President Donald Trump outright denied former FBI Director James Comey’s testimony before the Senate Intelligence Committee in a press conference Friday afternoon, forcing a question many GOP lawmakers don’t want to answer: do they trust Trump or Comey?
“No, I didn’t say that, and I didn’t say the other,” Trump defiantly told reporters Friday afternoon. When asked if he would dispute Comey’s claims under oath, Trump answered, “100 percent.”
During the hearing, Comey repeated his allegations that Trump asked him for his loyalty and later asked him to let former National Security Advisor Mike Flynn off the hook under oath. Directly contradicting Comey, Trump and his lawyers deny those conversations happened entirely. Also during his testimony, Comey repeatedly called Trump a liar.
It’s one man’s word against another’s — one being the former director of the FBI, whom many GOP lawmakers have worked with and respect, and the other being the sitting president of the United States. The situation has Republican lawmakers pinned against a wall.
Comey’s testimony was met with respect from members of both parties on the Senate Intelligence Committee, for the most part. Republicans and Democrats alike lauded him for his public service, patriotism, and honesty. Ranking Member Mark Warner (D-Va.) observed afterward, “You saw today, the overwhelming majority of the intel members, Democrats and Republicans, feel that Jim Comey is credible.”
Still, both parties involved say the other is lying.
Republicans tended to avoid that aspect of Comey’s testimony afterward. They downplayed the reality of the situation — that the two men’s stories are not compatible — and were quick to add that Comey’s allegations, if true, didn’t mean Trump committed a crime.
“Who said what, I don’t know,” Sen. Steve Daines (R-Mont.) told Independent Journal Review afterward. “I think asking for loyalty is something that would not be unusual, that you would ask anybody serving in these types of positions.”
Others sided with Trump more easily. When asked about Comey saying Trump lied, Sen. Lindsey Graham (R-S.C.) laughed it off. “Everybody accuses the president of lying, like everybody in the primary accused him of lying,“ Graham told reporters. ”That didn’t bother me one bit.”
When asked about Comey’s comments, Rep. Mark Meadows (R-N.C.) quickly defended Trump. “Well, I can tell you the president has never told me a falsehood,” Meadows said. “Everything he has told me has come to a fruition and has been truthful.”
One GOP congressman speaking on the condition of anonymity told IJR how Republicans really feel about the situation. “Most of my colleagues think Comey made some questionable decisions as FBI director, but few deny — privately, at least — that he’s more honest and credible than President Trump,” the lawmaker said.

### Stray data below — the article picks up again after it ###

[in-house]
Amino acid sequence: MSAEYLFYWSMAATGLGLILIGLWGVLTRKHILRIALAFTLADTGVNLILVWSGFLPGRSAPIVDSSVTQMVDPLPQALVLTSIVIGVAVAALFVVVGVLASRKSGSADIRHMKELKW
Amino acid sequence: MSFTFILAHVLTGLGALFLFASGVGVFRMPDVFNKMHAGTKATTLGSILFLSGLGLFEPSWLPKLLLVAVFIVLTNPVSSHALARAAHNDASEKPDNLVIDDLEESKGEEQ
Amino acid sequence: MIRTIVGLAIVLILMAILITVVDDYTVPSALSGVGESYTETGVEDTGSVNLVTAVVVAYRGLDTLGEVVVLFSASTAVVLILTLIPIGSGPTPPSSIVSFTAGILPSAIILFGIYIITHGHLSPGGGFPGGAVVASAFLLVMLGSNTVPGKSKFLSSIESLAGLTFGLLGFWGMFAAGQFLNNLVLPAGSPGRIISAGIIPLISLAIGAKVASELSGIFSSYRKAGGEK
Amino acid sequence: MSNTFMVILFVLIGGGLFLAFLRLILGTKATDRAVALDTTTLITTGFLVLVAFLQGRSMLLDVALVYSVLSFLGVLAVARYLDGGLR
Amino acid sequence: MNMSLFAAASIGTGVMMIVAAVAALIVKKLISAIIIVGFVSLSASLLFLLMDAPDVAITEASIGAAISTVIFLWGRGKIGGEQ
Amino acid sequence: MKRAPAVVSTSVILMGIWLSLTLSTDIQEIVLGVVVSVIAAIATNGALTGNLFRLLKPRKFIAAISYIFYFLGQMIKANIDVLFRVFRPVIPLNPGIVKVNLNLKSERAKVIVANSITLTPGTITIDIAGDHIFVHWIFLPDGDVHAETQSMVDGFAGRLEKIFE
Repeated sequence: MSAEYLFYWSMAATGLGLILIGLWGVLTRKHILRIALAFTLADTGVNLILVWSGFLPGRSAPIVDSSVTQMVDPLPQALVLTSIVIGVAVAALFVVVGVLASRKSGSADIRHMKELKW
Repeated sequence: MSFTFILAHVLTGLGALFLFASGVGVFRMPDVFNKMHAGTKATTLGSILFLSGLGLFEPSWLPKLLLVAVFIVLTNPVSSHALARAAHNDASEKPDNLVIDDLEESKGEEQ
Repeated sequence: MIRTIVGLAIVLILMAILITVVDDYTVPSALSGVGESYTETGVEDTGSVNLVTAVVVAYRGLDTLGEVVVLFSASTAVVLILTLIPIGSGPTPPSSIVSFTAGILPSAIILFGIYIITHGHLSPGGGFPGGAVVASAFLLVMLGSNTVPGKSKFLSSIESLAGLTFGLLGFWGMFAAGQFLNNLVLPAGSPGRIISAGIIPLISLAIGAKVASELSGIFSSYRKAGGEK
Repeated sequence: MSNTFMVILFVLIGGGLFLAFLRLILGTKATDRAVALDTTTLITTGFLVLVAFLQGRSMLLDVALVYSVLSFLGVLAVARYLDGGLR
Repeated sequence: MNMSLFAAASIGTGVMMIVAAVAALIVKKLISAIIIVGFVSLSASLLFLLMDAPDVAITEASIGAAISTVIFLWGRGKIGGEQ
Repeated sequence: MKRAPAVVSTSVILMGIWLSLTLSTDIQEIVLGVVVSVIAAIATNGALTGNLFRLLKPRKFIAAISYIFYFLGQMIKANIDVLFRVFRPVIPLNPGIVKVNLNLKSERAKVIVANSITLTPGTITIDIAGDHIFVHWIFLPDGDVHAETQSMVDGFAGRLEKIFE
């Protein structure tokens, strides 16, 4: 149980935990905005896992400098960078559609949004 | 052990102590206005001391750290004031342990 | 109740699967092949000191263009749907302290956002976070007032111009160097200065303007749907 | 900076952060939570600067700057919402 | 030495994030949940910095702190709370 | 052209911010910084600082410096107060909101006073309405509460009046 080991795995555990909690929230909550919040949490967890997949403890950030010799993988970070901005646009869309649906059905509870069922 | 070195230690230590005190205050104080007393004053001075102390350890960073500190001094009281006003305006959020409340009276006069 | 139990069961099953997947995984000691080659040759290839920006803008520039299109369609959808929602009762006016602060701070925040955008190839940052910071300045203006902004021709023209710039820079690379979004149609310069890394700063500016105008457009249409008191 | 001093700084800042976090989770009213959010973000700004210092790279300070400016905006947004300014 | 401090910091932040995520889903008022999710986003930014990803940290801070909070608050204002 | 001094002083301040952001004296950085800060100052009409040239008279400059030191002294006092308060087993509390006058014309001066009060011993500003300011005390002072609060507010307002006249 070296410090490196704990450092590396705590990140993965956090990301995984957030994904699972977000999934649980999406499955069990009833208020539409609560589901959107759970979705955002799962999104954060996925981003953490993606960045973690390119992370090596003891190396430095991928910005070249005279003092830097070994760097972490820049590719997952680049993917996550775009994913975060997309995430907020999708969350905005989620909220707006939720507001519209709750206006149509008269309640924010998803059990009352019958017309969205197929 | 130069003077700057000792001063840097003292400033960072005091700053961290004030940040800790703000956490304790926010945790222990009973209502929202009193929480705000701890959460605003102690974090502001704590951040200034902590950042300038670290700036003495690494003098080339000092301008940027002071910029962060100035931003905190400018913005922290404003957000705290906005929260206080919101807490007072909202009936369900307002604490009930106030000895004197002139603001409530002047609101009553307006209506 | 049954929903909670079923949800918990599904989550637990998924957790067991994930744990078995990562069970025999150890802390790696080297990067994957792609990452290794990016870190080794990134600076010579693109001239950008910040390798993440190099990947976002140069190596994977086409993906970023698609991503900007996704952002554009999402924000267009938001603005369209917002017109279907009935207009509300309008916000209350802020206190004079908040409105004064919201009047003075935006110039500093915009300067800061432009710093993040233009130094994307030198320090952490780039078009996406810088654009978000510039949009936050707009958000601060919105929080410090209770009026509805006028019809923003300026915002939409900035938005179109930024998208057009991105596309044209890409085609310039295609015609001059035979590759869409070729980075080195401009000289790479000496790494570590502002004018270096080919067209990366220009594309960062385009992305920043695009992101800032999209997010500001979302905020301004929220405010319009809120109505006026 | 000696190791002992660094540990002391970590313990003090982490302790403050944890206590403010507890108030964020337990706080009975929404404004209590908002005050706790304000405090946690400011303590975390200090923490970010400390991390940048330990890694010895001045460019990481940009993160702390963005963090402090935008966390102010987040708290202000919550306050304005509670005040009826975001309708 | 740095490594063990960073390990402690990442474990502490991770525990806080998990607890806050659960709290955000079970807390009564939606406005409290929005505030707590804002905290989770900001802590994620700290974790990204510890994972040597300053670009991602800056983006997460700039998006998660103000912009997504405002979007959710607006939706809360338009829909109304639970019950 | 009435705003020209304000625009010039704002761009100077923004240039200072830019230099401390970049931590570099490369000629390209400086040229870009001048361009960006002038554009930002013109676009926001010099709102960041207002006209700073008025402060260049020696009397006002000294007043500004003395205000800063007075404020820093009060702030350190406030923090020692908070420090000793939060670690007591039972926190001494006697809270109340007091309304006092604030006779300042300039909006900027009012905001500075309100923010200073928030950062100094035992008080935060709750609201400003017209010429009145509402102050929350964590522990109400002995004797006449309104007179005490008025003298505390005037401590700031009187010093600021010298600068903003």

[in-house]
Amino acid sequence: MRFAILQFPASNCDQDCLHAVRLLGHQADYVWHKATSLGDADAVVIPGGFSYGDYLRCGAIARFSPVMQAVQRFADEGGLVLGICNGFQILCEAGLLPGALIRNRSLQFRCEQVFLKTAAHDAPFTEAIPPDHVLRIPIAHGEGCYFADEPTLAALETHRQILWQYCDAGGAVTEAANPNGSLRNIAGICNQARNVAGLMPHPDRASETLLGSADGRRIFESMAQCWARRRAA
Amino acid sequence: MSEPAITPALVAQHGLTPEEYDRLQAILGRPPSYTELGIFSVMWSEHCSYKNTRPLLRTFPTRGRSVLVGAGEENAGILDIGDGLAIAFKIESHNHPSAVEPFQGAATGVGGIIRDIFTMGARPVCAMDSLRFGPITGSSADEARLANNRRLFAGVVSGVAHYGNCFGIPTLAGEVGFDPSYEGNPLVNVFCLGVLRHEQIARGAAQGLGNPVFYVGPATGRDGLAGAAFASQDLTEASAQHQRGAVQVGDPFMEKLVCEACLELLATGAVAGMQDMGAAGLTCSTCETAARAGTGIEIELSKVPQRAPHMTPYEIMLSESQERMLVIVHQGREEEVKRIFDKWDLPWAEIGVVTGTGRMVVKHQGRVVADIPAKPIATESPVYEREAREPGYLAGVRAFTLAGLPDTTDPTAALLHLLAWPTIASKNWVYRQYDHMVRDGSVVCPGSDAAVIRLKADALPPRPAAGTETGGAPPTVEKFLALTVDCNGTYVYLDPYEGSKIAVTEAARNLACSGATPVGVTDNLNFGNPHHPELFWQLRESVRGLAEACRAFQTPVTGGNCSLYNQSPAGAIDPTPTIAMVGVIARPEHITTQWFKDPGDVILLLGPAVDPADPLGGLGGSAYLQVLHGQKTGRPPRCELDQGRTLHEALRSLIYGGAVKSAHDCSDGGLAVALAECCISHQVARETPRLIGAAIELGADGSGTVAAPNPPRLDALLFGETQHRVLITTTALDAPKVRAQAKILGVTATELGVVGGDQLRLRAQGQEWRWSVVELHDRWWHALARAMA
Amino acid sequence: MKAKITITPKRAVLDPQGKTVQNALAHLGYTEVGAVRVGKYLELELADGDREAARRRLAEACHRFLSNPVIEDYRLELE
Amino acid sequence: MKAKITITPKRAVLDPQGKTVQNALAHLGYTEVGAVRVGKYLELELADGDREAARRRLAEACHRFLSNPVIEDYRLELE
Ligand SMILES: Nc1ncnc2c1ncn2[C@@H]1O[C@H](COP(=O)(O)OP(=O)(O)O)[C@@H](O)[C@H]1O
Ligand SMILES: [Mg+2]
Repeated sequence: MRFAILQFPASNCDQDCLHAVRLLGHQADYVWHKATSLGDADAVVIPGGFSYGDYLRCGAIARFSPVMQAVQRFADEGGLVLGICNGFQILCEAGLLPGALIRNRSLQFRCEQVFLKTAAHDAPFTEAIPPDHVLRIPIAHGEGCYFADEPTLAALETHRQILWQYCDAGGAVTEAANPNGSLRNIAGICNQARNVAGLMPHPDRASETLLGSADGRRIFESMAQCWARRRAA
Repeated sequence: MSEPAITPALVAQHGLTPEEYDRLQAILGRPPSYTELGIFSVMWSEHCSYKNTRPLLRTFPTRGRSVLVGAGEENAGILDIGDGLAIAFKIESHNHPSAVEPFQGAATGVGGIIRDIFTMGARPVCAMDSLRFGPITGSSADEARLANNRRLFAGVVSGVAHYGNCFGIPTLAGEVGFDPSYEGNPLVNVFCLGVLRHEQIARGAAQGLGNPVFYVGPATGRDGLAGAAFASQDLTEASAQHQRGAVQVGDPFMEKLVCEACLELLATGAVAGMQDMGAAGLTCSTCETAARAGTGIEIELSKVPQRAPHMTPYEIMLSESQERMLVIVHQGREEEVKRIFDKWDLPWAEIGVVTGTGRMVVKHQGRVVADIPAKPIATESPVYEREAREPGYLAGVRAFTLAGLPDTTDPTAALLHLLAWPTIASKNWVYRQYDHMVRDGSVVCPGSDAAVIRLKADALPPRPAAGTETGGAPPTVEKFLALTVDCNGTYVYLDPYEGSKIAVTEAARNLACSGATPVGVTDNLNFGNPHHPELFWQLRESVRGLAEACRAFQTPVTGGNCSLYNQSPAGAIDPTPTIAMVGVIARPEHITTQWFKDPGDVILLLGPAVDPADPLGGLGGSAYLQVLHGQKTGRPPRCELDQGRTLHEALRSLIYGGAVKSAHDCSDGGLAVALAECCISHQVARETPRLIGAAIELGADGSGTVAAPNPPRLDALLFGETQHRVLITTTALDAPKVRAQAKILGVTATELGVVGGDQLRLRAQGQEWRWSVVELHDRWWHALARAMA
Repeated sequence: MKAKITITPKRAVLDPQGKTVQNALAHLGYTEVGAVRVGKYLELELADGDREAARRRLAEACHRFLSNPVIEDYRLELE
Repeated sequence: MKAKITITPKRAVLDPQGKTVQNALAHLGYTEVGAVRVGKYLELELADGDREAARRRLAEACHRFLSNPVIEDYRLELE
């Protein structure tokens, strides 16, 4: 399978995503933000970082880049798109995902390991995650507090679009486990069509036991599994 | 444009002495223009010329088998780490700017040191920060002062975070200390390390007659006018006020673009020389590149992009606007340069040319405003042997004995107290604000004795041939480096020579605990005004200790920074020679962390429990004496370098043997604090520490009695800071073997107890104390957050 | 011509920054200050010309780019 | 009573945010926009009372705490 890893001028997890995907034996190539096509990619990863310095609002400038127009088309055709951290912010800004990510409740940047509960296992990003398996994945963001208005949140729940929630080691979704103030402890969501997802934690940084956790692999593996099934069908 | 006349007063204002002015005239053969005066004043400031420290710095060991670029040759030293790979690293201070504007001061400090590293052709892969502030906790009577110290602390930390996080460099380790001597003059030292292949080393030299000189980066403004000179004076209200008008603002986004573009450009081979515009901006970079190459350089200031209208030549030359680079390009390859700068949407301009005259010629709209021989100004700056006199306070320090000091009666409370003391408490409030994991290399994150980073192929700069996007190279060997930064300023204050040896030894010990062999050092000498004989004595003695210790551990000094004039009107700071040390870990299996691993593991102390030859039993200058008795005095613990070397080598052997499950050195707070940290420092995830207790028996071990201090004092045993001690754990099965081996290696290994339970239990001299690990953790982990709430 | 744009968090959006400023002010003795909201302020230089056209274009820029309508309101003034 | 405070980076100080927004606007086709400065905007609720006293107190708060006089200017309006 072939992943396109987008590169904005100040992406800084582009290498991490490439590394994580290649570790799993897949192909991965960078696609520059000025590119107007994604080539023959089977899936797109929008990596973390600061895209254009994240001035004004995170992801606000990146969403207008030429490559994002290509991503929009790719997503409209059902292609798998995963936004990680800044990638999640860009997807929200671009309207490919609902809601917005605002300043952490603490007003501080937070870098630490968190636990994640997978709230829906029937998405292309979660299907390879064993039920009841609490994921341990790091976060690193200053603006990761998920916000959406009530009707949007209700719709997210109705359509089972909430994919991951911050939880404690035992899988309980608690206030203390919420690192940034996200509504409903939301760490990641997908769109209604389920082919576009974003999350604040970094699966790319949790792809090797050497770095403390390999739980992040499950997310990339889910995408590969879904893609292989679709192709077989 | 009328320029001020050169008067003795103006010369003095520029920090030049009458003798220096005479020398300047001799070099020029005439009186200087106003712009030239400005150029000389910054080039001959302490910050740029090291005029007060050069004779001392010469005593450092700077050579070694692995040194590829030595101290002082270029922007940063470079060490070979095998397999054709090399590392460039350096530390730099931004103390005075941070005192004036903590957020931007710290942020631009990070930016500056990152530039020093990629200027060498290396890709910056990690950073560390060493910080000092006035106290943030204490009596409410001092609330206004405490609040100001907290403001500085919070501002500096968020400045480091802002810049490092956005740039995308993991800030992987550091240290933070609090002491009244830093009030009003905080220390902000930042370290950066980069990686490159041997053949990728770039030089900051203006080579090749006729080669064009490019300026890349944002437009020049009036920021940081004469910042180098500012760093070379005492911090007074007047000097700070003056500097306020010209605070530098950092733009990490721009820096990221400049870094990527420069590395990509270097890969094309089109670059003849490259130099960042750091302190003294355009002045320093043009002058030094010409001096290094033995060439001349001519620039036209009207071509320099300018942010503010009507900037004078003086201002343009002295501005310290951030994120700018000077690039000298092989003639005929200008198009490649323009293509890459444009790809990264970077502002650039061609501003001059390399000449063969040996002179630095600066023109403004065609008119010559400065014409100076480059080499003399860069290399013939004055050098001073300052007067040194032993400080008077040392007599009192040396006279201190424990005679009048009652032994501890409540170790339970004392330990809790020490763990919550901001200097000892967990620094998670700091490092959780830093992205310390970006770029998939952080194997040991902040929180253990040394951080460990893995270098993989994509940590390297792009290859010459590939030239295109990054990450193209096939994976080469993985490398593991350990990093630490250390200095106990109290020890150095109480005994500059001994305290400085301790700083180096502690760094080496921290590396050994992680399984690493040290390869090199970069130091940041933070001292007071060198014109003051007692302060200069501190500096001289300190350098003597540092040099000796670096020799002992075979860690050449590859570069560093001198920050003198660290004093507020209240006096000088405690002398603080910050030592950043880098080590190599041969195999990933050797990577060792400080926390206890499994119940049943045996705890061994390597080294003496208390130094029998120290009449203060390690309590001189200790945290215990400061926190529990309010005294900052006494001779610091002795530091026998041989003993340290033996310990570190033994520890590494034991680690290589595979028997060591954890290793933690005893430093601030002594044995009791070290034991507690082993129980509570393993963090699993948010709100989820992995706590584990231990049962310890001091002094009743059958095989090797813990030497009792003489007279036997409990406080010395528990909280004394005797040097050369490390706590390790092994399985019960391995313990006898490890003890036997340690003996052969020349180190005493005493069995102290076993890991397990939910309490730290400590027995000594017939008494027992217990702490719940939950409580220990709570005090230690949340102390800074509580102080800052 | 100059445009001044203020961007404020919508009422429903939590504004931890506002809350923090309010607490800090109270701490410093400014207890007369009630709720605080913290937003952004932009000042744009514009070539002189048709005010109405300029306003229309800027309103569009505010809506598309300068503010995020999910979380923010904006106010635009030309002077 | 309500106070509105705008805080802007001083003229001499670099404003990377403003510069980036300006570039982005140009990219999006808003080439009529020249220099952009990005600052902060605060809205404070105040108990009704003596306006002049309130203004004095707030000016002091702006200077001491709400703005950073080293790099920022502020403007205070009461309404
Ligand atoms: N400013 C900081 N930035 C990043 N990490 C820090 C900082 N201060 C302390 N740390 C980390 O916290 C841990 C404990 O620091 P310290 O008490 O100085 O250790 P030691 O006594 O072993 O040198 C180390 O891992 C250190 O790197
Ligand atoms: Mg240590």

And Republicans close to the investigation are similarly pained by the questions raised by the conflicting accounts.
“Our job is to gather information, and we’ll let the American people determine what’s true,” Senate Intelligence Committee Chairman Richard Burr (R-N.C.) deflected when asked if he believed Trump or Comey after the hearing.
Sen. Roy Blunt (R-Mo.) responded to the hearing afterward, “I think at this moment there’s no reason to question that what the president said is what happened.”
Reporters asked Blunt if he stood by that assessment, even though Trump’s version of events was incompatible with Comey’s. Blunt denied the two accounts differ. “Well, no… Comey said he felt like this is what was happening,” Blunt said.
Reporters told the senator Trump’s lawyer had denied the basic allegations in Comey’s testimony: that Trump asked for loyalty and requested Comey back off on the Flynn investigation. Blunt ignored the premise of the differing stories and repeated that those conversations would not have been illegal if they took place.
IJR told Blunt the contradicting accounts beg the question: who do you believe? Clearly growing frustrated, Blunt paused for ten seconds before telling the group of reporters, “Obviously we should stop talking about this, because you all just want me to say something that I don’t intend to say.”
Blunt then told reporters, “We will not talk about anything like this ever again,” if they mischaracterized his statements in their stories about the hearing.
“What I’m saying is that even if those conversations occurred — however each man sees them in retrospect — doesn’t mean that the other one is wrong, and it doesn’t mean that there’s any reason in those conversations that you should automatically think that the president somehow can’t do his job.” Blunt said.
When a reporter again tried to explain Trump’s denial of Comey’s claims, Blunt cut her off.
“I think I’m done,” Blunt told reporters before walking off. “I’m done.”